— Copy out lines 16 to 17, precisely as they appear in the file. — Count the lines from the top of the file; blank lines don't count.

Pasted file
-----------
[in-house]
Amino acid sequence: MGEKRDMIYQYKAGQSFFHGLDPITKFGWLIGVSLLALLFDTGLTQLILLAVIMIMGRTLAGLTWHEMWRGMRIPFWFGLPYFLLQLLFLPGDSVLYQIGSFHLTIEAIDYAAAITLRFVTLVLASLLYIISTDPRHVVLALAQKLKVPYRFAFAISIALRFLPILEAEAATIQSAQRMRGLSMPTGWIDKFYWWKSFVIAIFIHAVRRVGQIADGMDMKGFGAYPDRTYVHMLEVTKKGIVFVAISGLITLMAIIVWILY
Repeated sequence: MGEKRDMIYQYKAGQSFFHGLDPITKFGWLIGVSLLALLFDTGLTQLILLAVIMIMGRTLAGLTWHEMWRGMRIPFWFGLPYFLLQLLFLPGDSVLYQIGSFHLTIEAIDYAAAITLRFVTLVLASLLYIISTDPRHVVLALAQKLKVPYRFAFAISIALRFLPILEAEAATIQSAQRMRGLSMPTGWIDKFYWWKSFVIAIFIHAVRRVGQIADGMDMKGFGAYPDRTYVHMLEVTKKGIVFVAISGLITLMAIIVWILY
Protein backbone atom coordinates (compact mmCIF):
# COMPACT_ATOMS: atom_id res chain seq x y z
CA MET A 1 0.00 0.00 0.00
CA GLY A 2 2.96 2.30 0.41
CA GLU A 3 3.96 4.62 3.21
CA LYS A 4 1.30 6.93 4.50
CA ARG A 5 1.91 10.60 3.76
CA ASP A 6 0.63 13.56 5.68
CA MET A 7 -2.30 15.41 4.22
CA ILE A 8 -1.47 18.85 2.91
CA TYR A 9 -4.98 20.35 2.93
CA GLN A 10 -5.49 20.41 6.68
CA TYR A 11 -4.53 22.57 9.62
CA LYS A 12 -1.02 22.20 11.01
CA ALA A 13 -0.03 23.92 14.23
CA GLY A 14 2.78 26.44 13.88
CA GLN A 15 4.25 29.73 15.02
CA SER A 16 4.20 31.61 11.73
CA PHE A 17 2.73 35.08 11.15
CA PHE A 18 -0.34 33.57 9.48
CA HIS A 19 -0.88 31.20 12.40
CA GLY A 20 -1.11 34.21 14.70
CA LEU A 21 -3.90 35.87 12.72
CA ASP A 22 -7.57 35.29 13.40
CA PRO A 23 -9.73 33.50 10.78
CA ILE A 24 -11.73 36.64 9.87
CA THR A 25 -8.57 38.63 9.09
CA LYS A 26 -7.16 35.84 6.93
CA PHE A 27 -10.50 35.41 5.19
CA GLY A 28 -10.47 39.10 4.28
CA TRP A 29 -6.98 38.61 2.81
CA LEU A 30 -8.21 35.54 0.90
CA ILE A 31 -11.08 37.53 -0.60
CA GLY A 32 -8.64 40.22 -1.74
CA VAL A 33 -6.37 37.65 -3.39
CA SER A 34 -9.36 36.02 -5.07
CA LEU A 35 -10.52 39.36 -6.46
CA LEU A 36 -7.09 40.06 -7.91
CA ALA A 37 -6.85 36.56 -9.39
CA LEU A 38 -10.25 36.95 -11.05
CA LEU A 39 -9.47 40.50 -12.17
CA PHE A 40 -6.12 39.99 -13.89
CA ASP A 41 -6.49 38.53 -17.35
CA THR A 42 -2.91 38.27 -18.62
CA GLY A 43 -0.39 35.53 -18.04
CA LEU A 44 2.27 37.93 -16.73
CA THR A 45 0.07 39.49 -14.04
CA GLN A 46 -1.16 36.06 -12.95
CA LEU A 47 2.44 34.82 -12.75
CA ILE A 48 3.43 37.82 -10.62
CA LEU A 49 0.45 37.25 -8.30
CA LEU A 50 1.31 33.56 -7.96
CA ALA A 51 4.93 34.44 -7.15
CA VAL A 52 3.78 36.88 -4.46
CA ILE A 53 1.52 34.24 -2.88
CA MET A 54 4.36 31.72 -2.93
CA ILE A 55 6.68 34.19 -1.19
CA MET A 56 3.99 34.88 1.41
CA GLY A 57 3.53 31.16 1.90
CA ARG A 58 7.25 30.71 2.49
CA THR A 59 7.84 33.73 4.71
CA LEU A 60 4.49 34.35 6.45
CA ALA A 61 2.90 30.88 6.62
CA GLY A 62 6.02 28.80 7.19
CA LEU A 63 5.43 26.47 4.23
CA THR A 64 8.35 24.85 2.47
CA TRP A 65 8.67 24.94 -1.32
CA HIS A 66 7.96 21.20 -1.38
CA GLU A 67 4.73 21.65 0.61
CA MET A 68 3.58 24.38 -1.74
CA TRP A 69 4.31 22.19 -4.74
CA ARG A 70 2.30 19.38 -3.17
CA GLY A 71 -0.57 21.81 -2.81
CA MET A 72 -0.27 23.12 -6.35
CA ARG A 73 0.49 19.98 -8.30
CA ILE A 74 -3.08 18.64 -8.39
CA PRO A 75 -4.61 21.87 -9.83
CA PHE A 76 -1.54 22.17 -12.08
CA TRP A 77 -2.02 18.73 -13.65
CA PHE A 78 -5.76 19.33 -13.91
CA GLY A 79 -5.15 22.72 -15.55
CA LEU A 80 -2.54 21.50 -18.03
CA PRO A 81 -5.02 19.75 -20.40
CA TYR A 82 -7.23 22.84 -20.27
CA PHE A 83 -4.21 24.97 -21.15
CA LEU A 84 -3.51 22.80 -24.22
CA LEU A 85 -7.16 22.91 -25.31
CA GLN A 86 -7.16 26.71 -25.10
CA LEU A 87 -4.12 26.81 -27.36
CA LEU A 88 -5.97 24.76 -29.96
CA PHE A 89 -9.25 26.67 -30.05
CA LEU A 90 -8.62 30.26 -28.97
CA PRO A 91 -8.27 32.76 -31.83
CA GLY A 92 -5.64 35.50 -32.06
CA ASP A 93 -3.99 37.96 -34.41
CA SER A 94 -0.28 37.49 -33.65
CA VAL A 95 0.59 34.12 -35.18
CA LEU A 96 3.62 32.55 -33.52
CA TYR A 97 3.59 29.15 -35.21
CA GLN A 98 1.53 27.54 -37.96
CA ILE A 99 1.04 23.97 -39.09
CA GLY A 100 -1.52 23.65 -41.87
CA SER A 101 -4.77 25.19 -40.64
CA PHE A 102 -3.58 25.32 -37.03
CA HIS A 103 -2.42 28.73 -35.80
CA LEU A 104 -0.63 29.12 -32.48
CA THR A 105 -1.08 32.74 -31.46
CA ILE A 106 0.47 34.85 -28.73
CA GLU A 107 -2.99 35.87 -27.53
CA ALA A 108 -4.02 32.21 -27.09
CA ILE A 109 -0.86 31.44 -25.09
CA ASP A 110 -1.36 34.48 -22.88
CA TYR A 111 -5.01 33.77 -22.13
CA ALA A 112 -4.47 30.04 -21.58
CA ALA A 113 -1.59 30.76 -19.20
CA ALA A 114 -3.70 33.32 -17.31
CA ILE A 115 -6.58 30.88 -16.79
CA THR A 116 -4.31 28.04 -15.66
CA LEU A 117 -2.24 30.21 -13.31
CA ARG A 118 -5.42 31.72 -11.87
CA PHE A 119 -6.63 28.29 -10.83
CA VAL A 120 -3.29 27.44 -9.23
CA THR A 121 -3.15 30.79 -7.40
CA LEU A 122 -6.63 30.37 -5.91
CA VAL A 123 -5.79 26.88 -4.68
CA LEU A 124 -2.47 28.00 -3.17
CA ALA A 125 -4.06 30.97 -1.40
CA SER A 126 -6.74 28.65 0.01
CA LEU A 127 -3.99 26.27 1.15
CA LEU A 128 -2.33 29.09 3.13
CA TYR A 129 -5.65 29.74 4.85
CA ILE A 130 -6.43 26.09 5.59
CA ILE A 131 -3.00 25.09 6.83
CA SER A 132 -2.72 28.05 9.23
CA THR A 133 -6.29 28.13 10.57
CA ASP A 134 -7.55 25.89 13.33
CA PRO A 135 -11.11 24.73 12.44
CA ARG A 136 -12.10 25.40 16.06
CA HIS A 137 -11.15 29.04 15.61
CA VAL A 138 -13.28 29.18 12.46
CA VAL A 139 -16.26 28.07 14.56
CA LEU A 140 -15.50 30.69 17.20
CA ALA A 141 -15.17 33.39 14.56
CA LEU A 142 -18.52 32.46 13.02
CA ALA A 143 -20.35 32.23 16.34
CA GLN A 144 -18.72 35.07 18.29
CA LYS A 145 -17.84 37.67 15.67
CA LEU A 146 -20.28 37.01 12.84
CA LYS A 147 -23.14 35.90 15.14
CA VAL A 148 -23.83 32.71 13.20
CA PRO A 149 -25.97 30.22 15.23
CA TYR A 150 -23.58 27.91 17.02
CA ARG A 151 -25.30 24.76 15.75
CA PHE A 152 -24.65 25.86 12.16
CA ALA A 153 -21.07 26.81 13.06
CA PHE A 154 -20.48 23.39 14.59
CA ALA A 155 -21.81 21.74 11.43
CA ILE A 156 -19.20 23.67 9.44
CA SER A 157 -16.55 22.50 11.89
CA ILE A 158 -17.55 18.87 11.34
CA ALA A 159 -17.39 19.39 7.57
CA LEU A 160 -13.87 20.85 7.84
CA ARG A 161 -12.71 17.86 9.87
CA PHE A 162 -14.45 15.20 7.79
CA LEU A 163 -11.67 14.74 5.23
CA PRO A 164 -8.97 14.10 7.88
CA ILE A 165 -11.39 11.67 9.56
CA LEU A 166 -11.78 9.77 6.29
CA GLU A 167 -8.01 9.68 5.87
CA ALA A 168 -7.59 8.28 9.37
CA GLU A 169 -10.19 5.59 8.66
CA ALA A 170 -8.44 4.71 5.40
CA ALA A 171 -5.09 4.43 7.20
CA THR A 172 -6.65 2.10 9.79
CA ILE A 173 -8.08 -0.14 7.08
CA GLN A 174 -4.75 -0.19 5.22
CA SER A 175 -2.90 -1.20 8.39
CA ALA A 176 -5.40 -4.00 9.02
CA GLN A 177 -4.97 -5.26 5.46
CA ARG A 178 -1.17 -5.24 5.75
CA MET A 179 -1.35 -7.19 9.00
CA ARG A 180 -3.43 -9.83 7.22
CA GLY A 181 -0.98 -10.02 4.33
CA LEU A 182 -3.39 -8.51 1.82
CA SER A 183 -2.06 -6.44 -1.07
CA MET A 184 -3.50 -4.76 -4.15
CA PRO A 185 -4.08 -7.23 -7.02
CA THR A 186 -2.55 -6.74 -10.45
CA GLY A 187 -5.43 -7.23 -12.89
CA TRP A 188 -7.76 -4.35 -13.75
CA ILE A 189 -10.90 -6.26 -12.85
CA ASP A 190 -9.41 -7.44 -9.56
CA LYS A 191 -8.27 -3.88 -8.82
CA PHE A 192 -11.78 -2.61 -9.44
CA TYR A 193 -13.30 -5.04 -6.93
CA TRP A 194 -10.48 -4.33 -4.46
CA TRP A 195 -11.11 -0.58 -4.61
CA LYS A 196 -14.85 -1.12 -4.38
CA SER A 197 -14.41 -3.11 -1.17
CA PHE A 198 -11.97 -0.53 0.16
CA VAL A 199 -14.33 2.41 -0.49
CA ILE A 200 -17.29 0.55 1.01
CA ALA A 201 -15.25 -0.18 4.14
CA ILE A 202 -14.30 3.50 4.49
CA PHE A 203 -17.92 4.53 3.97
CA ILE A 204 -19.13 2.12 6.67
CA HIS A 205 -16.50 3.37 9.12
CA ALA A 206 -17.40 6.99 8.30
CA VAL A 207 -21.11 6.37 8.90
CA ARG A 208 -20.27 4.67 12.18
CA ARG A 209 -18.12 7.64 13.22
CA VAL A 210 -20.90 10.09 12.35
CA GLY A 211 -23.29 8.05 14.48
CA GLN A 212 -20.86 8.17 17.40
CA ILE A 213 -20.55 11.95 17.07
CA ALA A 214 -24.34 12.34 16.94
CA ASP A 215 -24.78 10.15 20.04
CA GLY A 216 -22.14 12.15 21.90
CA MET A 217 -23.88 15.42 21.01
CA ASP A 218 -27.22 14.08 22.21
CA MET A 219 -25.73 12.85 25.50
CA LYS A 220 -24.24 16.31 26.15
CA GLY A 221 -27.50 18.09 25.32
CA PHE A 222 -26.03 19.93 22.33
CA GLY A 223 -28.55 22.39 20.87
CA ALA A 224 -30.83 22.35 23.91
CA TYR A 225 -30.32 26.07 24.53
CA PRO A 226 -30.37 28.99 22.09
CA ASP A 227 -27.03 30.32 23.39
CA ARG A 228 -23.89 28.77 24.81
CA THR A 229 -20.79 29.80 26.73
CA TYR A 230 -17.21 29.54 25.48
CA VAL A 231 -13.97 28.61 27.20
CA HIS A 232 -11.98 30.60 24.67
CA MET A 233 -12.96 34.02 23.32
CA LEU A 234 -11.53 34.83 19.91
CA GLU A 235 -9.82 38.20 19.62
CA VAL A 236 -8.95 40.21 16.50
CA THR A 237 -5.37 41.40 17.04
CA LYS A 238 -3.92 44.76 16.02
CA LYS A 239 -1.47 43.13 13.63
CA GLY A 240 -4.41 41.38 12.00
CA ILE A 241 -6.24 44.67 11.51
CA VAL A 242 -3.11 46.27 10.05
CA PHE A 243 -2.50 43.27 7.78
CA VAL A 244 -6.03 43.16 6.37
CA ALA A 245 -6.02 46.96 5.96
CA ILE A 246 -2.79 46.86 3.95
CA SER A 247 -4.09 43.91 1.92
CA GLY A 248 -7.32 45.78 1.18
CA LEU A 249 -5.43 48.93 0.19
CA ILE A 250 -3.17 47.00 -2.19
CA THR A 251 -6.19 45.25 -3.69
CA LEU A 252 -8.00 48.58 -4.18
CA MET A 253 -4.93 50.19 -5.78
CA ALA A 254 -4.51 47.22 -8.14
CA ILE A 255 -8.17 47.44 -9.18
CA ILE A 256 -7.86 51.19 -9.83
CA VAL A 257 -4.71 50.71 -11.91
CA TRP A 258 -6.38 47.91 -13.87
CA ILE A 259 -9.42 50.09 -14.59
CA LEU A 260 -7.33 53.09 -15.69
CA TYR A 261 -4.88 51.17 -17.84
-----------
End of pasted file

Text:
CA TYR A 11 -4.53 22.57 9.62
CA LYS A 12 -1.02 22.20 11.01